World Bank Urges For Reform Of Dual Use Goods System To Boost Palestinian Economy
Sumaira FH 4 days ago Wed 17th April 2019 | 05:24 PM
The World Bank on Wednesday called for a reform of the Israeli control over transfer of dual use goods, which may be used for military and civilian purposes, in order to help Palestinian economy
MOSCOW (UrduPoint News / Sputnik - 17th April, 2019) The World Bank on Wednesday called for a reform of the Israeli control over transfer of dual use goods, which may be used for military and civilian purposes, in order to help Palestinian economy.
"A new World Bank report highlights the stalling of the Palestinian economy and calls for a review of the Israeli application of the dual use goods system. The report indicates that the economy, which in 2018 saw no real growth, is now facing a severe fiscal shock because of the standoff over clearance revenue transfers, while dual use goods restrictions have for over a decade hampered the ability of legitimate businesses to generate enough jobs for the growing population," the organization said in a press release.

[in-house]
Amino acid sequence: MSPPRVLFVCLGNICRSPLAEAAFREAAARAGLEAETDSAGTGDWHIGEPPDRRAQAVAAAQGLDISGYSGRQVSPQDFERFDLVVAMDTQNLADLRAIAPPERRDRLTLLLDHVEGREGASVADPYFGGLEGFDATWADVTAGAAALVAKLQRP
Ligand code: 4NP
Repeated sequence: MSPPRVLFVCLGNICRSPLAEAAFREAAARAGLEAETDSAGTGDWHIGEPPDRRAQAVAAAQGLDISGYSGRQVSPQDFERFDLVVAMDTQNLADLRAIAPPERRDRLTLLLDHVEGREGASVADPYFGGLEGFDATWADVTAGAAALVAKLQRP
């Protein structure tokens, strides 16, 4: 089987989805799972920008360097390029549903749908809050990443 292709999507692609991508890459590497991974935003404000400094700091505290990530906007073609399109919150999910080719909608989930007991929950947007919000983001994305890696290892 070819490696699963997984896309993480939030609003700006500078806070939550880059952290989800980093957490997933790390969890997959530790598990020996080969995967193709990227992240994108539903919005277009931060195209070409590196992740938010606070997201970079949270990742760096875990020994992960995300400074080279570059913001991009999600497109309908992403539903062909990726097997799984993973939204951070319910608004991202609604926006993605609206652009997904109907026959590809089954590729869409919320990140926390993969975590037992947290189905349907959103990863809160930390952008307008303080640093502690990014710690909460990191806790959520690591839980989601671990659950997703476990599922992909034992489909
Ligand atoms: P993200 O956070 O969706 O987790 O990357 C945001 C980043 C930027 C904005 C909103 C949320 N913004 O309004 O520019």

The economic monitoring report pointed to broad descriptions of some of the categories, which created additional obstacles.
"For example, the dual use list includes a category entitled 'communications equipment, communications supporting equipment, equipment containing communication functions'. The broad and vague nature of the definition means that it affects access to most civilian machinery, equipment spare parts, most medical equipment, and most home appliances. The list also includes a number of chemicals that can be found in everyday products, such as nitric acid in toothpaste, which could potentially limit access to these products as well," the report read.
The report remarked on a difficult procedure for obtaining a permission for access to dual use goods.
The report stressed that this dual use restrictions made it difficult for Gaza, in particular, to provide services and public infrastructure. Such facilities as "wastewater treatment plants, sea water desalination facilities, or other utility-scale infrastructure" were extremely expensive as a result of the policy.